MPs clash in Par­lia­ment over Lo­cal Gov­er­nance Bill

Jamaica Gleaner - - NEWS -

OME­THING HAS hap­pened why I have to stand for the first time in seven months,” de­clared a stern Speaker of the House of Rep­re­sen­ta­tives Pear­nel Charles, who stood yes­ter­day with gavel in hand to quell an up­roar and shout­ing match be­tween mem­bers on both sides of the par­lia­men­tary di­vide as they traded barbs over a bill that would have the ef­fect of split­ting the Port­more Mu­nic­i­pal­ity from the St Cather­ine Mu­nic­i­pal Cor­po­ra­tion.

Charles, who ear­lier, had told mem­bers of the House that he felt an air of hos­til­ity, seemed to have summed up the mood of mem­bers long be­fore Lo­cal Gov­ern­ment Min­is­ter Des­mond McKen­zie rose to in­tro­duce the Lo­cal Gov­er­nance (Amend­ment) Act, a bill that was pre­vi­ously in­ap­pro­pri­ately placed on the Or­der Pa­per of Par­lia­ment and was chal­lenged by Leader of Op­po­si­tion Busi­ness Phillip Paulwell, who de­manded that the er­ror be cor­rected.

McKen­zie’s fresh at­tempt to have the bill “read a first time” yes­ter­day was first re­sisted by Paulwell, who cau­tioned that to in­tro­duce the leg­is­la­tion, which speaks to the set­ting of bound­aries in mu­nic­i­pal­i­ties, with­out first al­low­ing the Elec­toral Com­mis­sion of Ja­maica (ECJ) to re­view it, would be a fun­da­men­tal de­par­ture from a tra­di­tion that par­lia­men­tar­i­ans have ob­served for decades.

St Cather­ine South West Mem­ber of Par­lia­ment Ever­ald Warm­ing­ton chal­lenged Paulwell’s com­ments, say­ing that the Par­lia­ment was not seek­ing to in­ter­fere with the ECJ’s re­spon­si­bil­ity. “When they (PNP ad­min­is­tra­tion) in Septem­ber 2015 signed an or­der out­side of this House to cre­ate a new bound­ary in Port­more, no­body knew about. That did not have the over­sight of this House ... and that is il­le­gal be­cause all such pro­vi­sions must be brought be­fore the House.”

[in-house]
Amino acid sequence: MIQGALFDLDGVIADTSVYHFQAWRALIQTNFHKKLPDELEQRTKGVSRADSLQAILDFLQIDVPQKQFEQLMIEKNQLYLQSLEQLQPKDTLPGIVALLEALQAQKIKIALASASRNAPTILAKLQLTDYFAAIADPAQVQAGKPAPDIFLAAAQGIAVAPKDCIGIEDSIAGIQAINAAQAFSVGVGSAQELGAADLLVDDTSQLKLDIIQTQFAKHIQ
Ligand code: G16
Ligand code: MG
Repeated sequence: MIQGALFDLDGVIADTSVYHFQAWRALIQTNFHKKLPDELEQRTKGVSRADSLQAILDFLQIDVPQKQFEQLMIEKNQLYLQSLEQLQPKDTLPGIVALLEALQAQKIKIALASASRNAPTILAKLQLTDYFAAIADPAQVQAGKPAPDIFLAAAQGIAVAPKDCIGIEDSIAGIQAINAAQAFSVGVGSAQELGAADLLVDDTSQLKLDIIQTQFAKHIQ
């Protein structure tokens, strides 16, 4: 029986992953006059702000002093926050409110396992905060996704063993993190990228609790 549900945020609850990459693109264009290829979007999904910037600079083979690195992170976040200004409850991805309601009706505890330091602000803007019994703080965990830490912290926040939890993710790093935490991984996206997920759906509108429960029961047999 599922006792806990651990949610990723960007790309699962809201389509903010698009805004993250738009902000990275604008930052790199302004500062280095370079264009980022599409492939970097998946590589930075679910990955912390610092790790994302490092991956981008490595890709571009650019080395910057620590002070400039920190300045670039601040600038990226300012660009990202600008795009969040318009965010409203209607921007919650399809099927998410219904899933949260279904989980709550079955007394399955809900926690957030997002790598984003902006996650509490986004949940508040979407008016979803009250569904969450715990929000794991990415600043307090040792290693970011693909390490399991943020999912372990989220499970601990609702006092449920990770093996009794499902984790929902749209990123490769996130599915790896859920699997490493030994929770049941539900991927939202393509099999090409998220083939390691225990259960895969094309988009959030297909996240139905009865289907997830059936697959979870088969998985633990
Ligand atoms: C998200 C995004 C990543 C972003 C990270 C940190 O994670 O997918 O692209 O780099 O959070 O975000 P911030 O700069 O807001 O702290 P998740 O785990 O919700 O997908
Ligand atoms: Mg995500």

“Now they come here to­day (yes­ter­day) on fire be­cause of par­ish coun­cil elec­tions. What you get in Fe­bru­ary, you go­ing to get again,” he said in ref­er­ence to the elec­tion vic­tory the Ja­maica Labour Party scored on Fe­bru­ary 25.

CHARLES IN­TER­VENED

Speaker Charles in­ter­vened fol­low­ing ex­tended in­ter­ven­tions from mem­bers on both the Gov­ern­ment and Op­po­si­tion sides who en­gaged in ver­bal clashes. He in­structed Clerk to the Houses of Par­lia­ment Heather Cooke to read the bill, a pro­ce­dure that re­sults in its tabling.

How­ever, the par­lia­men­tary op­po­si­tion would not re­lent as se­nior leg­is­la­tor Dr Peter Phillips rose to ad­dress the Speaker. Said Phillips: “Up un­til 1979, min­is­ters were to bring any mat­ter of elec­toral ad­min­is­tra­tion to this House. The con­sti­tu­tional power still rests with min­is­ters, but the way in which that power was ex­er­cised brought the coun­try to the brink of chaos and civil war.”

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